muscle elsewhere in the body, which accounts for some of the
systemic symptoms that sometimes accompany the cramps,
such as nausea, vomiting, and headache.
After the initial period of vascular constriction, the
endometrial arterioles dilate, resulting in hemorrhage through
the weakened capillary walls. The menstrual fl ow consists of
this blood mixed with endometrial debris. Typical blood loss
per menstrual period is about 50 to 150 ml.
The major events of the menstrual cycle are summarized
Table 17–7
. This table, in essence, combines the informa-
tion in Figures 17–18 and 17–23.
Other Effects of Estrogen
and Progesterone
Estrogen has other effects in addition to its paracrine function
within the ovaries, its effects on the anterior pituitary and the
hypothalamus, and its uterine actions. They are summarized
Table 17–8
Progesterone also exerts a variety of effects (Table 17–8).
Because plasma progesterone is markedly elevated only after
ovulation has occurred, several of these effects can be used
to indicate whether ovulation has taken place. First, proges-
terone inhibits proliferation of the cells lining the vagina.
Second, there is a small increase (approximately 0.5°C) in
body temperature that usually occurs after ovulation and per-
sists throughout the luteal phase; this change is probably due
to an action of progesterone on temperature regulatory cen-
ters in the brain.
Note that in its myometrial and vaginal effects, as well
as several others listed in Table 17–8, progesterone exerts an
“antiestrogen effect,” probably by decreasing the number of
estrogen receptors. In contrast, the synthesis of progesterone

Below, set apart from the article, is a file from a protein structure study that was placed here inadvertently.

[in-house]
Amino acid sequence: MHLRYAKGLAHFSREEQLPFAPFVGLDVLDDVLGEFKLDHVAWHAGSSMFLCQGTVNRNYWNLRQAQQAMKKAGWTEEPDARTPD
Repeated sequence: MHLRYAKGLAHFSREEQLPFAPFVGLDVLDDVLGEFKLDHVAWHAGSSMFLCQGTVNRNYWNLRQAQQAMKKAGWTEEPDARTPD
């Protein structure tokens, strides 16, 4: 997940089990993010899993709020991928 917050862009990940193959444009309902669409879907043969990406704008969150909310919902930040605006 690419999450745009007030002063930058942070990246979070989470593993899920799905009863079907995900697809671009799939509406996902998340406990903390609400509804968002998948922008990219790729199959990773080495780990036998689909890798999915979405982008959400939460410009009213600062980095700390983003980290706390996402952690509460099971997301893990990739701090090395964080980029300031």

receptors is stimulated by estrogen in many tissues (for exam-
ple, the endometrium), and so responsiveness to progesterone
usually requires the presence of estrogen (
estrogen priming
Like all steroid hormones, both estrogen and progester-
one act in the cell nucleus, and their biochemical mechanism
of action is at the level of gene transcription.
In closing this section, brief mention should be made of
the transient physical and emotional symptoms that appear in
many women prior to the onset of menstrual fl ow and disap-
pear within a few days after the start of menstruation. The
symptoms—which may include painful or swollen breasts,
headache, backache, depression, anxiety, irritability, and
other physical, emotional, and behavioral changes—are often
attributed to estrogen or progesterone excess. The plasma
concentrations of these hormones, however, are usually nor-
mal in women having these symptoms, and their cause is not
actually known. In order of increasing severity of symptoms,
the overall problem is categorized as
premenstrual tension,
premenstrual syndrome (PMS)
premenstrual dys-
phoric disorder (PMDD)
the last-named being so severe as
to be temporarily disabling. These symptoms appear to result
Table 17–7
Summary of the Menstrual Cycle
Major Events
Estrogen and progesterone are low because the previous corpus luteum is regressing.
(a) Endometrial lining sloughs.
(b) Secretion of FSH and LH is released from inhibition, and their plasma concentrations increase.
Several growing follicles are stimulated to mature.
A single follicle (usually) becomes dominant.
Plasma estrogen increases because of secretion by the dominant follicle.
Endometrium is stimulated to proliferate.
LH and FSH decrease due to estrogen and inhibin negative feedback.
Degeneration (atresia) of nondominant follicles occurs.
LH surge is induced by increasing plasma estrogen.
(a) Oocyte is induced to complete its fi rst meiotic division and undergo cytoplasmic maturation.
(b) Follicle is stimulated to secrete digestive enzymes and prostaglandins.
Ovulation is mediated by follicular enzymes and prostaglandins.
Corpus luteum forms and, under the infl uence of low but adequate levels of LH, secretes estrogen and progesterone,
increasing plasma concentrations of these hormones.
(a) Secretory endometrium develops.
(b) Secretion of FSH and LH is inhibited, lowering their plasma concentrations.
No new follicles develop.
Corpus luteum degenerates (if implantation of the conceptus does not occur).
Plasma estrogen and progesterone concentrations decrease.
Endometrium begins to slough at conclusion of day 28, and a new cycle begins.
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